We spent a few hours driving around looking and then decided to make our way up to the cafe for lunch and shopping at the gift shop. After lunch while driving around is when all the excitement started. We stopped at one point to watch a group of elephants who were walking around right near the road. As we sat there waiting, one of them started walked directly towards us! Dr. Baxen, who was driving, started freaking out and Laura got it all on tape! She didn’t know if she should back up or just hold her ground and not move. We eventually convinced her to not move the car any and just stay where we were. I should mention that we are required to stay in our cars at all times. We can even get in trouble for leaning out of the windows (but we did that anyway). The elephant was just walking towards us to get to a different patch of grass and we really didn’t have anything to be frightened about. Later in the drive we stopped again for another group of elephants who were slowly crossing the road. We stopped again to watch them and noticed a large group of variously sized elephants. Amongst them was a tiny baby elephant! There were two adolescents and an adult protecting the baby by surrounding him (we only know it was a ‘he’ because he had just finished peeing). There were many cars in this area while this was happening and we could tell the elephants were agitated by all the cars. At this point we wanted to back up to give them space, but we looked behind us and there was another (quite large) elephant directly behind us too! We were trapped in between a mom and her kids and another elephant. This was a little scary, but it was still great to see the elephants so up close. I got many pictures of that baby with his mom. Hiding under his mom and taking advantage of this location to sneak a snack. Overall it was a super fun day and it was great to finally see some elephants!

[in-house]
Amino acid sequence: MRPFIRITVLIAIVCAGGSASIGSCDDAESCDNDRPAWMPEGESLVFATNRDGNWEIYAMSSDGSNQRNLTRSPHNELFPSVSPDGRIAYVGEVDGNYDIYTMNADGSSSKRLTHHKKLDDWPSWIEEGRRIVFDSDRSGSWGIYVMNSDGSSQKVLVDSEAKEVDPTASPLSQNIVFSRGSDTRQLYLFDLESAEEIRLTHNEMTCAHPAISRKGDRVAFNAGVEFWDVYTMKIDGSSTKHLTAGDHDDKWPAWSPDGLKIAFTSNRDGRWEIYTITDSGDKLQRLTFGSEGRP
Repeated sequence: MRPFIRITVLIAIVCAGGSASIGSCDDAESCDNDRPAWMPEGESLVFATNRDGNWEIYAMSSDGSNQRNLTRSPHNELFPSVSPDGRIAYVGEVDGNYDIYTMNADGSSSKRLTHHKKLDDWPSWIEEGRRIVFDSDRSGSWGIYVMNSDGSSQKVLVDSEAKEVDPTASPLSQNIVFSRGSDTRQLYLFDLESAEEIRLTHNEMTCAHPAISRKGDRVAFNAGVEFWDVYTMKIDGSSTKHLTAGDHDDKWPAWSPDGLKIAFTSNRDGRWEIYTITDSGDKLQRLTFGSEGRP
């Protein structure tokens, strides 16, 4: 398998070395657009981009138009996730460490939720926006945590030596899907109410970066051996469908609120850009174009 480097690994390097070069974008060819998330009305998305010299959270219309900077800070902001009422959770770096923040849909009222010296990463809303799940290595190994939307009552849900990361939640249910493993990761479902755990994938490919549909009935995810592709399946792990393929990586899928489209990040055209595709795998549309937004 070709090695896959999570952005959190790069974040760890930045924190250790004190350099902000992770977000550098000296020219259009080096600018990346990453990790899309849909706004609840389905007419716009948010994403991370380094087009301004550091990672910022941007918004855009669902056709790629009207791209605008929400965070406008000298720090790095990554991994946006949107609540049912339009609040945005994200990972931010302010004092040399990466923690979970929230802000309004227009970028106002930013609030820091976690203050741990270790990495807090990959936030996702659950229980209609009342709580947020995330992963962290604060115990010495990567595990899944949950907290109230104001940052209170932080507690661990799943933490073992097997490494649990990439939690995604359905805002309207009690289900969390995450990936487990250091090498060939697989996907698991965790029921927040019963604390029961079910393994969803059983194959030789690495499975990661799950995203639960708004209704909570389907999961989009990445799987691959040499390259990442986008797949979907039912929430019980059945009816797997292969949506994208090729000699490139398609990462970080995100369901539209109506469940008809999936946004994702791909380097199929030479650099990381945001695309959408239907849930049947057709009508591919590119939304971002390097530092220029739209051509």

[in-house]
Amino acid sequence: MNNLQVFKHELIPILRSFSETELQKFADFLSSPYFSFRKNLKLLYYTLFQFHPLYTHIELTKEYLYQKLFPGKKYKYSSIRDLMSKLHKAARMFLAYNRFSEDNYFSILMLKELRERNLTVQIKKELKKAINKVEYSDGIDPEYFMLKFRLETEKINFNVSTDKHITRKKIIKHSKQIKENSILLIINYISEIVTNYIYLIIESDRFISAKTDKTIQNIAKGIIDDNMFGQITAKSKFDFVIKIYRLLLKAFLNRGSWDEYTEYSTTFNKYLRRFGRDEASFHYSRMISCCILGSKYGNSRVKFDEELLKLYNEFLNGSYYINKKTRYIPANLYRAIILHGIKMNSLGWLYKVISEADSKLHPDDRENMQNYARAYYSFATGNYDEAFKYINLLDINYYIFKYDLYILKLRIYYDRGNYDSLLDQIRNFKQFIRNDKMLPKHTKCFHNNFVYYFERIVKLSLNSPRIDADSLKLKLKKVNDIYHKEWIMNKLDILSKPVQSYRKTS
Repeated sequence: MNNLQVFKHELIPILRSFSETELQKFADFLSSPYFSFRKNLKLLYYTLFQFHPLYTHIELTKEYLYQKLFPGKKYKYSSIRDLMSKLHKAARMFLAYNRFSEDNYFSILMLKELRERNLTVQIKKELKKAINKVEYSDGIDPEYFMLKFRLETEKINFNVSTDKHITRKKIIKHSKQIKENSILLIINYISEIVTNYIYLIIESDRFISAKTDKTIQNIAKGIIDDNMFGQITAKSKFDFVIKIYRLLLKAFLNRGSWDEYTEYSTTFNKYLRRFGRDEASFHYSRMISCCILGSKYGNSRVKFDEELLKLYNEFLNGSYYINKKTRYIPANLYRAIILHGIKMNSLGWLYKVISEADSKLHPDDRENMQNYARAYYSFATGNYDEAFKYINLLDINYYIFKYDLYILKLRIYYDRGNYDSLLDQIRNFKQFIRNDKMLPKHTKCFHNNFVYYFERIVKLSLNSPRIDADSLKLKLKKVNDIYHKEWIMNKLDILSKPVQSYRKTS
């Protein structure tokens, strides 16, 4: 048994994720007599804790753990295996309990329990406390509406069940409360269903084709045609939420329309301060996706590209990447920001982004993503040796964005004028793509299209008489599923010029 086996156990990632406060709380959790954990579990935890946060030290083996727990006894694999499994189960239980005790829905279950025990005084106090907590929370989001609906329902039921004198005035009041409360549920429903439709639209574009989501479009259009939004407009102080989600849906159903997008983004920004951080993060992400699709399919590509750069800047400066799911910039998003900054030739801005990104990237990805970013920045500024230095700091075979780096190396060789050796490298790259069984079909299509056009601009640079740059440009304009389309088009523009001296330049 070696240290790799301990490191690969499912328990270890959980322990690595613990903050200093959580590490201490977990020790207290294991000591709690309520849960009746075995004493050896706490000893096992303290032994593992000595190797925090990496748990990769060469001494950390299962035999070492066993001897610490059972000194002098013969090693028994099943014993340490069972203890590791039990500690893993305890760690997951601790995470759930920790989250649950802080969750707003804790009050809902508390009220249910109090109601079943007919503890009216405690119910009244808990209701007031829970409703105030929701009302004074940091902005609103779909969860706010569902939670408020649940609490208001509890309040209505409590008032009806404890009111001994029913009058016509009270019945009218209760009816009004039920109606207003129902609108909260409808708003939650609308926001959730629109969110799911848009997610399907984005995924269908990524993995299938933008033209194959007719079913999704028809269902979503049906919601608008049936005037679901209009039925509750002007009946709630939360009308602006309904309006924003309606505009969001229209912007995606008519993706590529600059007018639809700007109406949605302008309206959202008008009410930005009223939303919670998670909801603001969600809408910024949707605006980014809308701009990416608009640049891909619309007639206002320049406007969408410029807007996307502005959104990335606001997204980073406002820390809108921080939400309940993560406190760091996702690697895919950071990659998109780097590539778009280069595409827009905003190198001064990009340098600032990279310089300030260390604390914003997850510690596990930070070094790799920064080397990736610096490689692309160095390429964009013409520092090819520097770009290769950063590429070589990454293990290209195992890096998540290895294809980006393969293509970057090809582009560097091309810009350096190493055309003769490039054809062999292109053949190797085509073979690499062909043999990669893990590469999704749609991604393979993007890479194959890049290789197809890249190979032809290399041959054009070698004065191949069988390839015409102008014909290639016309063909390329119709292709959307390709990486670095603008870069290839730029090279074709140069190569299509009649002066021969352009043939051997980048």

We decided to go to the monastery for church Sunday morning to see what it was like. We asked Dr. Baxen if she wanted to go also, since that was our only way to get there, so we were happy that she wanted to go. The monks are Catholic, so it was a proper Catholic service with incense and all. There were only 4 other people there besides us, a few monks, and Cameron (who drove us to Boudina’s Friday night). It was a very small service and when it came time for communion, we each gave the bread and wine and said the words to the person next to us before handing them the items to do it for the next person. It was very interesting to do it that way and the first time I’d seen that done.